Q. What is the difference between a Celeron and a Pentium CPU?
A. CPUs are like quarterbacks in the National Football League. The Celeron is the average $3 million-a-year NFL player. With the correct team, you can build a winner around this CPU. Let's say you load up the memory (offensive line), put in a fast SCSI hard drive (running back), a brand-new video card (Pro Bowl receiver)--you will have a good machine. It is no contender, but can hold its head up around the league.
The Pentium III/600 is the $12 million quarterback. If you put poor components around him, he will perform well, but don't look for any postseason appearances. If you load him with some hogs upfront (128 megabytes of RAM), a fleet-footed halfback (Ultra-2/LVD SCSI hard drive), and a sure-handed receiver (Creative TNT2 Ultra), you are sure to pay a visit to the Super Bowl.
You will find Celerons configured for average-duty home users; the Pentium III/600 will normally be found in corporate environments or in the machines of determined gamemeisters. Remember that very few teams can afford the high-priced first-round draft choice--most do very well with a regular guy throwing the pigskin.
What are the differences among these four cards from Creative Labs: the Banshee, 3D Blaster Savage, TNT2 and TNT2 Ultra?
When a company such as Creative Labs designs a video card, it tries to answer some basic marketing questions: the final resale price of the board, memory interface and amount of memory, among many other considerations. As a result, video-card vendors make cards for different market segments.
The Creative Banshee came out last year and is considered old technology (!). It is the slowest of the group and was designed to sell for around $100, along with the Creative 3D Blaster Savage. Both of these cards are classified as handling pixels in a single pipeline. This means that when they do 3D rendering, they process one 3D pixel at a time.
The next two (the TNT2 AGP and the TNT2 Ultra) are newer boards and can handle two pixels at a time. These are priced in the range of $180 and are considered to be among the latest and greatest of today's technology.
For the general consumer, this is useless hairsplitting. There are very few applications in the business world that take advantage of 3D effects. But if you put your gameplaying hat on, you are in a different world. A better card can give you more frames per second--which yields more fun.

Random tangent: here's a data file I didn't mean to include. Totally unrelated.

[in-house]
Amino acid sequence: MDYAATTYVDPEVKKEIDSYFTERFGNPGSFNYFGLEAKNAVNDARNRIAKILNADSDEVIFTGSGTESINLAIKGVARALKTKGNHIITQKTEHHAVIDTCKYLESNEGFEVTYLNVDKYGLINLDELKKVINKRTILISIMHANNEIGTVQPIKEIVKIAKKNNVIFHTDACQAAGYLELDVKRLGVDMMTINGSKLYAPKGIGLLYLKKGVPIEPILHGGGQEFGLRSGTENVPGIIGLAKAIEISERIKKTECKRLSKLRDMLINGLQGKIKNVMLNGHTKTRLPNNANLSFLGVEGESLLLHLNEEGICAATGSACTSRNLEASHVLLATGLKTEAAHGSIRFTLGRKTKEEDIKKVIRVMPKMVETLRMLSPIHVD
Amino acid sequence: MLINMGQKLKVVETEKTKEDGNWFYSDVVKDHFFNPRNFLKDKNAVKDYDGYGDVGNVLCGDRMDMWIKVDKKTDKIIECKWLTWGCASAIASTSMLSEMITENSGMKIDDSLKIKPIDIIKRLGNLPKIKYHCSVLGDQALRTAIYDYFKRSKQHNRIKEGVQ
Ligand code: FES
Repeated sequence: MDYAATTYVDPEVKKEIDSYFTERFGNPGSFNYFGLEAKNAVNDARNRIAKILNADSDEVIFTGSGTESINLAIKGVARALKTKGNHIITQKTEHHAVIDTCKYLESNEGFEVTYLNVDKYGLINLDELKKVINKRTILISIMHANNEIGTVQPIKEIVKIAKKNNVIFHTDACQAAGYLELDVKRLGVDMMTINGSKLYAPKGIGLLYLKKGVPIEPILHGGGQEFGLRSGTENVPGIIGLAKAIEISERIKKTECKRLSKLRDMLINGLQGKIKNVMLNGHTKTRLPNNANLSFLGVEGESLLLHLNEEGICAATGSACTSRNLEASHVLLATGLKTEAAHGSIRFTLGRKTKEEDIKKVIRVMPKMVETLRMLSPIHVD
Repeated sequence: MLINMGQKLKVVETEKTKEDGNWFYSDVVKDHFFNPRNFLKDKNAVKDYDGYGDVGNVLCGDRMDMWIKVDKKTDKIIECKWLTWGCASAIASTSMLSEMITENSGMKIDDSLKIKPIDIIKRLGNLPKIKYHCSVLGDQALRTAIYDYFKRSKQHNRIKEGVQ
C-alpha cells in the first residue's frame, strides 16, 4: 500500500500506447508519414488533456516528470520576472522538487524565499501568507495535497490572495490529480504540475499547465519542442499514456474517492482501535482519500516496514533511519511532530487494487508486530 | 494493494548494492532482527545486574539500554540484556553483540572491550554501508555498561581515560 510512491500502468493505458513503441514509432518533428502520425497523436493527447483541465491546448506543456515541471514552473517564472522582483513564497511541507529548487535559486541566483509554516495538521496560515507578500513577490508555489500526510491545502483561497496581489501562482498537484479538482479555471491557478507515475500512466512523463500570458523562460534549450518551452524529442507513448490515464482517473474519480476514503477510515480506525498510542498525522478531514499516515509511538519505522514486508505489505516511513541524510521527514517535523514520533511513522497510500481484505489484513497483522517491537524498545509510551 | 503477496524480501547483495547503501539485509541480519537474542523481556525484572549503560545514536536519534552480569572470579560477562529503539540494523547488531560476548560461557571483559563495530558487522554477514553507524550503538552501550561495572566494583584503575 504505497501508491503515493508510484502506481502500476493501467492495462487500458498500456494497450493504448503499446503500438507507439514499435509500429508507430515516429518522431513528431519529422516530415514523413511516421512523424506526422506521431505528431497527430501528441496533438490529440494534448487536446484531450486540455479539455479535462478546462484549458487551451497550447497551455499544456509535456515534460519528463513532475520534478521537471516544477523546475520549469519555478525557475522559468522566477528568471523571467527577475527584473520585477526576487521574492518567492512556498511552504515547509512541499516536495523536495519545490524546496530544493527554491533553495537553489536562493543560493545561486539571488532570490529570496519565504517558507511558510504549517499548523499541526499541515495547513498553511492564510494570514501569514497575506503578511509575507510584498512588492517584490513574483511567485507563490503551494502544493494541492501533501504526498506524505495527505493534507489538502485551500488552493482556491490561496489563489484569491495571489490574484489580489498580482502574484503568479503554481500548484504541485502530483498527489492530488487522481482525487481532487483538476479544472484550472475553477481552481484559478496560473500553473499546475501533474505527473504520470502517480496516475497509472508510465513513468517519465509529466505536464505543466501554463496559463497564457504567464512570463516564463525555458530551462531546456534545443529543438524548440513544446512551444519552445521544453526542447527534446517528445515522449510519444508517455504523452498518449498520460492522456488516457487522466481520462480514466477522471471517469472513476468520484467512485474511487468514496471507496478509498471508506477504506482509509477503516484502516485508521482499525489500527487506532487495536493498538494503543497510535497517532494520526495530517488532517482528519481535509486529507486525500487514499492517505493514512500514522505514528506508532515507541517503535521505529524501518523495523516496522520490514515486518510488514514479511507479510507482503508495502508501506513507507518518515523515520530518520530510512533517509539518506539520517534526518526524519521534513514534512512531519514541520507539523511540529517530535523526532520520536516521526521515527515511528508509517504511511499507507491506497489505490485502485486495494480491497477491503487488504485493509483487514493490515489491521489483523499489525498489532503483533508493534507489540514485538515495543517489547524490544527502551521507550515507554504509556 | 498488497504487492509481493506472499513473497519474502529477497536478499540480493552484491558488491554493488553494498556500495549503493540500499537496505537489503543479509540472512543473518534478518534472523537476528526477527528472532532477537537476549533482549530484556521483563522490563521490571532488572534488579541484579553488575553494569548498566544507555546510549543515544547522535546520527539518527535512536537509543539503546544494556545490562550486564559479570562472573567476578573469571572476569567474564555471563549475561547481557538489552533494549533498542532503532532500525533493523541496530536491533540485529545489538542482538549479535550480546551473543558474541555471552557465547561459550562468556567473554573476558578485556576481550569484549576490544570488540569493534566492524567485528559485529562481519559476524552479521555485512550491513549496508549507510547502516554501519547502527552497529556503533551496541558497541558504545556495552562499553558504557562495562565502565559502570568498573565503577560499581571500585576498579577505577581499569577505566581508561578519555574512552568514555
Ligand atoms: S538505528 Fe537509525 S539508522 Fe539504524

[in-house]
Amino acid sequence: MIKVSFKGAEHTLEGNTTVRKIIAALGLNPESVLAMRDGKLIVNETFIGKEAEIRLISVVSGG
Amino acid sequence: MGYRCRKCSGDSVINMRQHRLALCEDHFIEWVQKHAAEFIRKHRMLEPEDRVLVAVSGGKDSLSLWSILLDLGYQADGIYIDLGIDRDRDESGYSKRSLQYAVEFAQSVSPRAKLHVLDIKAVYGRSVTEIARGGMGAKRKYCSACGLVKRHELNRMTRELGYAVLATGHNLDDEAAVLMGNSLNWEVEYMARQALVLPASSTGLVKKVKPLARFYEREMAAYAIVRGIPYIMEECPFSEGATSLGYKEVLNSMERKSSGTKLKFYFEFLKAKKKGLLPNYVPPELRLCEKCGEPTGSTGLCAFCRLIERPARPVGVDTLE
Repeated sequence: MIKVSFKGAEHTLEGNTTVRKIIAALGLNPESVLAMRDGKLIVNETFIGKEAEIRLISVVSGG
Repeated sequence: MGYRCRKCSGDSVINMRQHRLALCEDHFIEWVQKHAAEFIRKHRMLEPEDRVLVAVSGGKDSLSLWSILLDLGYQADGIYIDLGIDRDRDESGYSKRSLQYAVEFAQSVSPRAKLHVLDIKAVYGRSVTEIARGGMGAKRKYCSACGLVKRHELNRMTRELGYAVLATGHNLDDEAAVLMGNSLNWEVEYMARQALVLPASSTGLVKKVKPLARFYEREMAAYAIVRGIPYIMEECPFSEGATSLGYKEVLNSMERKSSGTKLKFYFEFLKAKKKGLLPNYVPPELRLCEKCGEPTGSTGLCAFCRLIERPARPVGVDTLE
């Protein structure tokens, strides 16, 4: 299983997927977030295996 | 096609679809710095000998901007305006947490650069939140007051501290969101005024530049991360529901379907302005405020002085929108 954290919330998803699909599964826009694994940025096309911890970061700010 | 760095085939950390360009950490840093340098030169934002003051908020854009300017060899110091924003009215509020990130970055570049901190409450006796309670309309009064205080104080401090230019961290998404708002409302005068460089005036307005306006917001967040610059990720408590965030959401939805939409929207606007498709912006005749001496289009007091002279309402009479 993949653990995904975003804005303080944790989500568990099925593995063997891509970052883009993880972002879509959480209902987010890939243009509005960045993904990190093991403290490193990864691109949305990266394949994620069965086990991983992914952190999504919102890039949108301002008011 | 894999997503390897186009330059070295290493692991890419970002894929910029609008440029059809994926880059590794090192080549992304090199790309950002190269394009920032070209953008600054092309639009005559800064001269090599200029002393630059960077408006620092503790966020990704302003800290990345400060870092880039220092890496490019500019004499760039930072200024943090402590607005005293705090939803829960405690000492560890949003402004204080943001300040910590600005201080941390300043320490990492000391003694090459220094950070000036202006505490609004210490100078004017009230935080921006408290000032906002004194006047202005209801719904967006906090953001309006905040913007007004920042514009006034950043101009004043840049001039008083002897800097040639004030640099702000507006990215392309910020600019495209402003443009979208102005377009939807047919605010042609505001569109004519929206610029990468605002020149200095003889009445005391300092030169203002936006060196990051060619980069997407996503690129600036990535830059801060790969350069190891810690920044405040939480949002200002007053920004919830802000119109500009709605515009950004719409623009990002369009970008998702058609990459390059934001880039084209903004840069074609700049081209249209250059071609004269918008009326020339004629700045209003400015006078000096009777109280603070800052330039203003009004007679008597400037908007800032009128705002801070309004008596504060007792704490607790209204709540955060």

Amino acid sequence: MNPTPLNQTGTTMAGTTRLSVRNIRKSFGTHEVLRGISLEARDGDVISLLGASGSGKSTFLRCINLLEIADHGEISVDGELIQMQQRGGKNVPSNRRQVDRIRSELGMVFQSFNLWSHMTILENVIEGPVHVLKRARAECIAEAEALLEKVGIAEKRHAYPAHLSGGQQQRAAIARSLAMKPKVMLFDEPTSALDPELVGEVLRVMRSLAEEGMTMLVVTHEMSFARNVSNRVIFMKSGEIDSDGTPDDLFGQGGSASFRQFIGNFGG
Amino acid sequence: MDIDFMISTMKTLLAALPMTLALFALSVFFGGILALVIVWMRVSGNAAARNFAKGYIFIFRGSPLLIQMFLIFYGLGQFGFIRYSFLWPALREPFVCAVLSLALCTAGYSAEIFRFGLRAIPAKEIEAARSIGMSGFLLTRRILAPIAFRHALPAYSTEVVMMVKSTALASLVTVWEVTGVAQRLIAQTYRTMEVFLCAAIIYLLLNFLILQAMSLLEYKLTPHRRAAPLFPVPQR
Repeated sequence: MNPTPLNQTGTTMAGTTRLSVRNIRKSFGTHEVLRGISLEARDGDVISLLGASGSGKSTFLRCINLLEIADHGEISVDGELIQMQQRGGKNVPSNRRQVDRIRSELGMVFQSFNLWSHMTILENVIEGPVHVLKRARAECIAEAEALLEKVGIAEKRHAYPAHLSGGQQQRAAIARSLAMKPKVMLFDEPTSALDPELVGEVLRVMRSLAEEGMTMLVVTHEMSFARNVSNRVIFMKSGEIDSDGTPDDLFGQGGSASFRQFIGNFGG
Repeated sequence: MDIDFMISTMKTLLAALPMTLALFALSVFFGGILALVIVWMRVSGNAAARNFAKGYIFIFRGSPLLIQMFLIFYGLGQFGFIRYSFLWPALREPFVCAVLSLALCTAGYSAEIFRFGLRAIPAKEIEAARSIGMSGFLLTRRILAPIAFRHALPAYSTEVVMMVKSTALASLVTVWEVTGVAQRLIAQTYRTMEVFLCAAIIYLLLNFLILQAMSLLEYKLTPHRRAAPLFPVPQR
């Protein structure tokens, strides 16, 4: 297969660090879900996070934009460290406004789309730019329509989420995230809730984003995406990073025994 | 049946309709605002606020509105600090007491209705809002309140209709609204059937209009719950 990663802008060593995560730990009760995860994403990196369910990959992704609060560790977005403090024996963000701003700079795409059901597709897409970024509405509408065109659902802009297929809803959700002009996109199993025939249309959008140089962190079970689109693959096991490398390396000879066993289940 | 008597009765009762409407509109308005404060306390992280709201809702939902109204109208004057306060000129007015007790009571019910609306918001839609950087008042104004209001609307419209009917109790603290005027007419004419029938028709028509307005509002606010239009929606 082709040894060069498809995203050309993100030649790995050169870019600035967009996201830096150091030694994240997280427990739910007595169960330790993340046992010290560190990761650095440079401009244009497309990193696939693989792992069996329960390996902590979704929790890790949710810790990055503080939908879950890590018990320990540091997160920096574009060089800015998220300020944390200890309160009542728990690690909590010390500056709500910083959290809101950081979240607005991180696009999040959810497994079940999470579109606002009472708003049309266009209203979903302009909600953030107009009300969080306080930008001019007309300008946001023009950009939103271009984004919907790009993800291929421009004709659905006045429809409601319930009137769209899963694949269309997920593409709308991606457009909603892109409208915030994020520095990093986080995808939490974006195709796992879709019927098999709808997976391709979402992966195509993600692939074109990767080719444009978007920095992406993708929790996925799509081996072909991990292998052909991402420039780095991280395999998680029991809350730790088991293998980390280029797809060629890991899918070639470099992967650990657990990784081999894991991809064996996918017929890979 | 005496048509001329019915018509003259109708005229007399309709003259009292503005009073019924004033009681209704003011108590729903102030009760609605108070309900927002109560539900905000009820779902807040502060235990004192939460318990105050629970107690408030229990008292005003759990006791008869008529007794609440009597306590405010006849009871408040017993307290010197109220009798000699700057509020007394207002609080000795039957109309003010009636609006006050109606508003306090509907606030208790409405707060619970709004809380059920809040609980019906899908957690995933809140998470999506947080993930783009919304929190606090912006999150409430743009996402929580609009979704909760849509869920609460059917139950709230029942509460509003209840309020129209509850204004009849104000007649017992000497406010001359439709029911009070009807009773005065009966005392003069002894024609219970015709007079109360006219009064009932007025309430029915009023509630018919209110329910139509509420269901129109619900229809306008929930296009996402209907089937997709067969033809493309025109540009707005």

I have heard about a new type of virus called "hackertool." What do you know about this?
It all started with a guy named Dan Farmer. Around 1995, he took it upon himself to design a tool that would let system administrators test to see if their networks were safe from attack by hackers. It was called Security Administrators Tool for Analyzing Networks, or the clever acronym SATAN.
In a similar vein, a group of modem-savvy hackers decided to test one of Microsoft's server suite of products--Microsoft Back Office. They call themselves the Cult of the Dead Cow and have received a ton of publicity. Their most recent offering is called Back Orifice 2000 and is designed to show weaknesses in the Microsoft product.
It is increasingly difficult to define exactly what a virus is these days. In addition to good old macro viruses, we see more and more code such as Trojan horses and these network-testing programs. Most folks probably would not classify Back Orifice as a virus; some would call it a Trojan horse. Call it what you want, it can cause trouble.
Fortunately for most of us, we will never encounter any "hackertools" like these.
John Gilroy of Item Inc. is heard on WAMU-FM radio's "The Computer Guys" at 1 p.m. on the first Tuesday of the month. Send your questions to him in care of The Washington Post, 1150 15th St. NW, Washington, D.C. 20071-5302 or via e-mail at email@example.com.